The way out and the way in

Five hundred years ago, only about 11% of the Western European population was literate. Today it is 99%.

But, in 1500, general education and access to books were the leading source of social mobility. Today, that is unfortunately not enough. A non-noble pupil who was lucky enough to learn how to read and write was most likely destined for a great career in a literate profession. Today, that is not enough.

In Elena Ferrante’s Neapolitan Novels, Lenù’s way out of poverty and escape from the wretchedness of her native environment were the books she began to cherish quite early on, unlike most of those around her. The books and the access to the education which they provided allowed the young woman not just to escape the determinism of her socio-economic condition, but also to fashion a narrative about herself, her friend Lila and the others around her in a way that helped her make sense of herself and her environment. The books got her out, but they also helped her get into herself, and tell a story about ultimately how the power of narrative can transform one’s understanding of time, space and desire.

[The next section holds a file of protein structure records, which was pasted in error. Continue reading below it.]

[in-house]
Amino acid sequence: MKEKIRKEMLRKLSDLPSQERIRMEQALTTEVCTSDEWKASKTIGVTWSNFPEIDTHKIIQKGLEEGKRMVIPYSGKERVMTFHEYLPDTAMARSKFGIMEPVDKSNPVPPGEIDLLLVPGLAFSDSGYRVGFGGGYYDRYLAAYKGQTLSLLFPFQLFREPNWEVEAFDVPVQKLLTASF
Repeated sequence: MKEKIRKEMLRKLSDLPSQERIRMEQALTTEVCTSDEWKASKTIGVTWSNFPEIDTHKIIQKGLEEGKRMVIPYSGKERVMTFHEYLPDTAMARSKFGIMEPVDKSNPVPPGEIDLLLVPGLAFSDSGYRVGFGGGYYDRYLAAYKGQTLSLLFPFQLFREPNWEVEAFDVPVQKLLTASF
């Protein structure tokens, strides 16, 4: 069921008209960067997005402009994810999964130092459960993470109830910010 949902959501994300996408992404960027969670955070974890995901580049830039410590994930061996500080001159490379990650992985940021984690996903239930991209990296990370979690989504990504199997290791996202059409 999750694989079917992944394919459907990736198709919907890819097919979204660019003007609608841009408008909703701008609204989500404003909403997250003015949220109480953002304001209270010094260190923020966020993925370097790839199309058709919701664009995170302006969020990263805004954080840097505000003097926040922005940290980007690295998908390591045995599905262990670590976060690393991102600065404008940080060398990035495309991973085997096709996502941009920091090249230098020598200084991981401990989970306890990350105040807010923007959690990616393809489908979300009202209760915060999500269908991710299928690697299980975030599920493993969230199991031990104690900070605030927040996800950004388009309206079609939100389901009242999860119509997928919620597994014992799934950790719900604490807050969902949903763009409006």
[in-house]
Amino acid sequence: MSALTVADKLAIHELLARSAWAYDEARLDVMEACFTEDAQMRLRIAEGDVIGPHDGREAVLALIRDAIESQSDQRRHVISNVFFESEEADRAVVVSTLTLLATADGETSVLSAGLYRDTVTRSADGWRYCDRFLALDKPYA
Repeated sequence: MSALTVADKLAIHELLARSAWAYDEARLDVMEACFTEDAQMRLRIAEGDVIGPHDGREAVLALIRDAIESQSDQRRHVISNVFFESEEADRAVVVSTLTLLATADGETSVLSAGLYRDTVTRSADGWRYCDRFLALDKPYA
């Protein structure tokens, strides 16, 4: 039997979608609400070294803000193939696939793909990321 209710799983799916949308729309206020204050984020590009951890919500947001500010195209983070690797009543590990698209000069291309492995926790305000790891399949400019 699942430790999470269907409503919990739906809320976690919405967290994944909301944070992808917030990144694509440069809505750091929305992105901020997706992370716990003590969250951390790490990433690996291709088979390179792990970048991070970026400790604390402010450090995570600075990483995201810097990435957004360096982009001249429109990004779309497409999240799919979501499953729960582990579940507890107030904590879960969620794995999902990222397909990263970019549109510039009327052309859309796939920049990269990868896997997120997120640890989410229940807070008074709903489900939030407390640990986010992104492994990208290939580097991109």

In 1960s Naples, as before and since, education was key for lifting one out of poverty. But the power of books, the reward they provide to those who succomb to the magic of piercing the printed sign on the page and pulling the curtain on the other side, brings an existential award that is more enriching than even the social pathways which it gives access to.

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